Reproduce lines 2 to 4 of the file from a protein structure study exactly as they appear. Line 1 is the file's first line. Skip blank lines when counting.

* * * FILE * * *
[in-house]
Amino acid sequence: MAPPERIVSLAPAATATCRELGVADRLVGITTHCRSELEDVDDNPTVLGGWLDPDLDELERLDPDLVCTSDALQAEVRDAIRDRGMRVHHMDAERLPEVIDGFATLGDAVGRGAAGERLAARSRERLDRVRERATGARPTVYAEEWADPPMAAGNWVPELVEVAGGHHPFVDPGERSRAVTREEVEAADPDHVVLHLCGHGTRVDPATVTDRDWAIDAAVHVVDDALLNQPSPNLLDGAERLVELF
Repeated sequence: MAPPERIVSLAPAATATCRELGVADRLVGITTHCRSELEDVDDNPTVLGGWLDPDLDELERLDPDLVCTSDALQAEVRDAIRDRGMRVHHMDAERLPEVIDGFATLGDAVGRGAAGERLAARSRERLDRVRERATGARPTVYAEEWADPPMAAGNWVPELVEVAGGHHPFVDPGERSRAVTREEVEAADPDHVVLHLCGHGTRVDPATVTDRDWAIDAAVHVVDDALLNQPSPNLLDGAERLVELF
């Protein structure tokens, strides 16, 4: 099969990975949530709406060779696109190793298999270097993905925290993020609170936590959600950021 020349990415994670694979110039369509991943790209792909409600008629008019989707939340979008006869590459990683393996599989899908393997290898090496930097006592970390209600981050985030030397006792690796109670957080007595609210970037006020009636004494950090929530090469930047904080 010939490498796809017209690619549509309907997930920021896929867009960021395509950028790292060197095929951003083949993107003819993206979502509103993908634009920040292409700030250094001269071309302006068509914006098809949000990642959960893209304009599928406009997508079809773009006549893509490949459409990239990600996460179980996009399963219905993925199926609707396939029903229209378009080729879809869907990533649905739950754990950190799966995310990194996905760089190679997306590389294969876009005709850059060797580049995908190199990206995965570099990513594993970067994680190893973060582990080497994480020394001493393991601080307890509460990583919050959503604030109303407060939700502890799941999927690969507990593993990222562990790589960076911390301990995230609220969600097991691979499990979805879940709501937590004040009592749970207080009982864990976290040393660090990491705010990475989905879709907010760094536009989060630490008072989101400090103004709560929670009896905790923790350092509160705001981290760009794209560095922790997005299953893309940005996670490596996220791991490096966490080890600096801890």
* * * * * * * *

Amino acid sequence: MAPPERIVSLAPAATATCRELGVADRLVGITTHCRSELEDVDDNPTVLGGWLDPDLDELERLDPDLVCTSDALQAEVRDAIRDRGMRVHHMDAERLPEVIDGFATLGDAVGRGAAGERLAARSRERLDRVRERATGARPTVYAEEWADPPMAAGNWVPELVEVAGGHHPFVDPGERSRAVTREEVEAADPDHVVLHLCGHGTRVDPATVTDRDWAIDAAVHVVDDALLNQPSPNLLDGAERLVELF
Repeated sequence: MAPPERIVSLAPAATATCRELGVADRLVGITTHCRSELEDVDDNPTVLGGWLDPDLDELERLDPDLVCTSDALQAEVRDAIRDRGMRVHHMDAERLPEVIDGFATLGDAVGRGAAGERLAARSRERLDRVRERATGARPTVYAEEWADPPMAAGNWVPELVEVAGGHHPFVDPGERSRAVTREEVEAADPDHVVLHLCGHGTRVDPATVTDRDWAIDAAVHVVDDALLNQPSPNLLDGAERLVELF
């Protein structure tokens, strides 16, 4: 099969990975949530709406060779696109190793298999270097993905925290993020609170936590959600950021 020349990415994670694979110039369509991943790209792909409600008629008019989707939340979008006869590459990683393996599989899908393997290898090496930097006592970390209600981050985030030397006792690796109670957080007595609210970037006020009636004494950090929530090469930047904080 010939490498796809017209690619549509309907997930920021896929867009960021395509950028790292060197095929951003083949993107003819993206979502509103993908634009920040292409700030250094001269071309302006068509914006098809949000990642959960893209304009599928406009997508079809773009006549893509490949459409990239990600996460179980996009399963219905993925199926609707396939029903229209378009080729879809869907990533649905739950754990950190799966995310990194996905760089190679997306590389294969876009005709850059060797580049995908190199990206995965570099990513594993970067994680190893973060582990080497994480020394001493393991601080307890509460990583919050959503604030109303407060939700502890799941999927690969507990593993990222562990790589960076911390301990995230609220969600097991691979499990979805879940709501937590004040009592749970207080009982864990976290040393660090990491705010990475989905879709907010760094536009989060630490008072989101400090103004709560929670009896905790923790350092509160705001981290760009794209560095922790997005299953893309940005996670490596996220791991490096966490080890600096801890």